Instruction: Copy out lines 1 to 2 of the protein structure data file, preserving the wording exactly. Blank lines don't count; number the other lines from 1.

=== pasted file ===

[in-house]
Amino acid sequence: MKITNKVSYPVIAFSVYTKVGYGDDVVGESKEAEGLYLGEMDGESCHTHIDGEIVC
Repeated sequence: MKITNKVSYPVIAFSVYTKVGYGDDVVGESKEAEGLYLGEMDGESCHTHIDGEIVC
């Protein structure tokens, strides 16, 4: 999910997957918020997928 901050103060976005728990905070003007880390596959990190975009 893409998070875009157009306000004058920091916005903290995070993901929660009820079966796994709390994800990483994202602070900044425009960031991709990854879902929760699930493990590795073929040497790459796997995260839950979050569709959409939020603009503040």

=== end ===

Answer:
[in-house]
Amino acid sequence: MKITNKVSYPVIAFSVYTKVGYGDDVVGESKEAEGLYLGEMDGESCHTHIDGEIVC